Speculative fiction writer, translator, and editor


Asian Americans

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Perpetual foreigner, yellow peril, and model minority: The roots of the racialization of Asian Americans

Racialization and stereotypes of Asian Americans fall under three broad categories: that of the perpetual foreigner, yellow peril, and/or model minority. The first paints Asians as strangers in their own homeland, forever foreign regardless of immigration status or how long they have been in the United States. The second characterizes Asians and Asian Americans as threats to American stability and well-being, and this threat is characterized as militaristic, economic, and social. Finally, the model minority myth positions Asians and Asian Americans as being superior to other people of color, particularly in the United States, and suggests that Asians are successful in the United States by means of their work ethic, family values, and intelligence.

These stereotypes and tropes, however, are not unrelated—rather, they are inextricably linked to one another. All of these stereotypes are based on a foundation that racializes Asians and Asian Americans as foreign, and they are all linked to one another in a circular fashion. Each stereotype can in turn draw from the other—the myth of the model minority is nothing more than a positive version of the yellow peril trope, and both rely on the image of the Asian American as a perpetual foreigner. …


In this paper, I will examine each stereotype in turn. I draw upon Claire Jean Kim’s framework of racial triangulation to describe and demonstrate how they are all linked by their common indexing of Asian as foreign, and are all part of the racialization of Asian Americans as foreigners, as compared to other people of color who have been raced as insiders. I will then examine the roots of all three stereotypes/tropes and show how their origins are in white immigration and labor policy; furthermore, I will show how they are all constructs of white racism toward Asians and Asian Americans.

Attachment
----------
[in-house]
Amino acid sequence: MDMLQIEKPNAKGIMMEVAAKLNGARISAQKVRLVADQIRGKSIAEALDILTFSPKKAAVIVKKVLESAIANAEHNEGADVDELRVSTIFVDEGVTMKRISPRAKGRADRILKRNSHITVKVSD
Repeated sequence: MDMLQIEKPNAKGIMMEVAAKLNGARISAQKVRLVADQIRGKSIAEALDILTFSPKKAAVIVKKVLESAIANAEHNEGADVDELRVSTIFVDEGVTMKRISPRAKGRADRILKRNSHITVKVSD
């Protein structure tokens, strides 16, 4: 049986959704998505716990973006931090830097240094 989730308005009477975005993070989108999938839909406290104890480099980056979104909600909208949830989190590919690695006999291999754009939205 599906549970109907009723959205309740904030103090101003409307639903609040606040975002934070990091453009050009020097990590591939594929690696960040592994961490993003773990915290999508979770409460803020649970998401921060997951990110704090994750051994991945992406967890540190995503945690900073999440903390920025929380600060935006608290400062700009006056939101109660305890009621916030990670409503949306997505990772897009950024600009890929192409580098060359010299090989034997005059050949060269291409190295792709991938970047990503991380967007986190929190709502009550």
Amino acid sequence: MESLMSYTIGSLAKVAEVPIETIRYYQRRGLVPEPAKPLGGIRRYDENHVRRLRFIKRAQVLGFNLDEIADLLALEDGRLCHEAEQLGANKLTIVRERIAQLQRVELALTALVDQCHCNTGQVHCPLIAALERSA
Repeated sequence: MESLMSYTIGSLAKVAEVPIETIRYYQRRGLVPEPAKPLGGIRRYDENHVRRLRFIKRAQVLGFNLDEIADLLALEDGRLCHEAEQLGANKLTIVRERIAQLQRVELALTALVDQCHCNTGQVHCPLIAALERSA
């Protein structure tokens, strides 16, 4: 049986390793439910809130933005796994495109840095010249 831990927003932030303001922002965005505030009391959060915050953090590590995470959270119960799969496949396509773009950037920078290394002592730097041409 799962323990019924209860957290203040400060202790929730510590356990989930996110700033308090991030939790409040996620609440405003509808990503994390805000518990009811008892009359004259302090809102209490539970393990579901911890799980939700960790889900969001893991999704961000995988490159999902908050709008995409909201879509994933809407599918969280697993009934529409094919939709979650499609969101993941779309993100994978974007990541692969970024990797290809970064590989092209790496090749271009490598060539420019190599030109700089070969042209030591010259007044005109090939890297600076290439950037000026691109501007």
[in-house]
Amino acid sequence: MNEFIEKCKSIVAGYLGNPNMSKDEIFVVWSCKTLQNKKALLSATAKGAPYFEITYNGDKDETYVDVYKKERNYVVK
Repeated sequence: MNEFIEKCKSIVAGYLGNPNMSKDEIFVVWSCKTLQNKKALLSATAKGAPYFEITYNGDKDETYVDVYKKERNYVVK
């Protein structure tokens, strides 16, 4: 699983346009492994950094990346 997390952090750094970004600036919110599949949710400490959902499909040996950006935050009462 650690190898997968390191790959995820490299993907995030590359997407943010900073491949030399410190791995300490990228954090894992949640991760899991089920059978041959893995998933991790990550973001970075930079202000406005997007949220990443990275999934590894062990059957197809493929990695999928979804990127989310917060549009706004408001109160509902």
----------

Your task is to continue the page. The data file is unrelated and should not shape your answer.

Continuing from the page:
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Asian American English

In this study, I will investigate the features of the Asian American English ethnolinguistic repertoire as per Newman & Wu (2011)’s conclusion. I will collect interview data from a number of Asian American speakers as well as white American speakers and analyze them for the features described in Newman & Wu (2011), Hanna (1997), Wong (2000), and Ito (2010). In collecting data from both Asian American and white American speakers, I plan on illuminating the differences between the two and asking whether Asian Americans simply “sound white”, or whether there are subtle sociophonetic cues that can differentiate the two.

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Annotated Bibliography

Annotated bibliography of works that engage the comparative racialization of Asian Americans, specifically Chinese Americans, during the segregated Jim Crow era.

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